It depends on the type of loan. Medium sized properties that aren't sized to be full-time working farms but are still "jumbo" mortgages can really send underwriters running for the 'burbs. After making bad loans for years, residential lenders have zero tolerance for risk so they stick to the easiest transactions only. Having a big chunk of cash to put down helps but won't solve all problems.

                If financing is part of the issue, I suggest you call local banks and see what they'll offer for a portfolio loan. While residential mortgage divisions were nervous about the my wife's income (she runs 3 businesses) and the fact we'd supplement our income with a few boarders, the portfolio dept of a local bank saw her experience running the business as a strength.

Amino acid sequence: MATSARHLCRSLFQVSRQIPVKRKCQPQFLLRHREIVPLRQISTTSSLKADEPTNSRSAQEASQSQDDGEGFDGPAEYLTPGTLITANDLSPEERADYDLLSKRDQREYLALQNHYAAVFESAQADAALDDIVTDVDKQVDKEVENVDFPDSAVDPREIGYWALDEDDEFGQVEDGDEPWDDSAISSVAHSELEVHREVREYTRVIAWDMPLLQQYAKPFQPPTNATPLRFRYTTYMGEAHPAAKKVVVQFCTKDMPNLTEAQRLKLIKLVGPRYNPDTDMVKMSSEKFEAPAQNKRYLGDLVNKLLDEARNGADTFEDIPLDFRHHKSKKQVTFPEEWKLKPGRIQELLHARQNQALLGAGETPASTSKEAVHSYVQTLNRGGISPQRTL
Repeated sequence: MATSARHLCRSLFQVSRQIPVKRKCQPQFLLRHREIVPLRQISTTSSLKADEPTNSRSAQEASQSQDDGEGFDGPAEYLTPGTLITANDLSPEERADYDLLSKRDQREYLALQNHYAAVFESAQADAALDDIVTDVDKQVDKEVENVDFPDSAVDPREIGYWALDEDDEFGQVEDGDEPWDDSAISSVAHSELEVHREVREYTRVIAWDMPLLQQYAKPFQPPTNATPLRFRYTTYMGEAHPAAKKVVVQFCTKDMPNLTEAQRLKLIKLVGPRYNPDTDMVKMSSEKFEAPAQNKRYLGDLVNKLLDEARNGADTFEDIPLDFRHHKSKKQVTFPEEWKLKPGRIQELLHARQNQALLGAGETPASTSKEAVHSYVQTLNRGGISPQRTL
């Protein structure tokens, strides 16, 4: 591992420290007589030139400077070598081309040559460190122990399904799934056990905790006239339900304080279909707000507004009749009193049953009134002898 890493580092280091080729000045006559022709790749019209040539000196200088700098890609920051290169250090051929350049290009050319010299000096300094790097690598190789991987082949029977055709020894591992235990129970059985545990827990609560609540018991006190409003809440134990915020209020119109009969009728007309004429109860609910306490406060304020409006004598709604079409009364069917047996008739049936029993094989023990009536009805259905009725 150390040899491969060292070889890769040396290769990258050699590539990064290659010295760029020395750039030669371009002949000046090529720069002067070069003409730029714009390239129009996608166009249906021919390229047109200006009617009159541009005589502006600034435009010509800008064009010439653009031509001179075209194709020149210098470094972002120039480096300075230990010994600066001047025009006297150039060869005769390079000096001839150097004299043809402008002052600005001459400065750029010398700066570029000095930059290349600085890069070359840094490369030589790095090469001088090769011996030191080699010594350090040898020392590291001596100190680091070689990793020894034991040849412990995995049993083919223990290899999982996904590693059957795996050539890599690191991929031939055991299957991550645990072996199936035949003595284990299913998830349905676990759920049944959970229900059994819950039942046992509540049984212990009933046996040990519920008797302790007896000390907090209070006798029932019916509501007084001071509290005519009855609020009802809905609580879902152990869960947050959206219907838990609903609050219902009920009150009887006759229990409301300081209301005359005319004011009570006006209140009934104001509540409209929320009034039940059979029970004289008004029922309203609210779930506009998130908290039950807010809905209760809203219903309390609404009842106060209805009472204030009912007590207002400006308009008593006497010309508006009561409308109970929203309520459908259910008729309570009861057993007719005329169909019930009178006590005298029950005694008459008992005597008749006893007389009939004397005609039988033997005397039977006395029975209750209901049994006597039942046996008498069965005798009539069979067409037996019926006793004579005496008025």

As I speak of my situation - we're not yet settled on either our sale or our purchase, but I can say that until we made many phone calls including portfolio lenders we didn't find what we considered to be good options.

                Where I am located, people are not selling houses in hours/days. Inventory is a little low on the whole but it's extremely local in nature. My brother sold his townhome in NoVa in 2 days, and the only reason is that townhomes in that price range in that location were scarce. With few builders active now, these pockets of undersupply can be very favorable to a seller. But it's not average.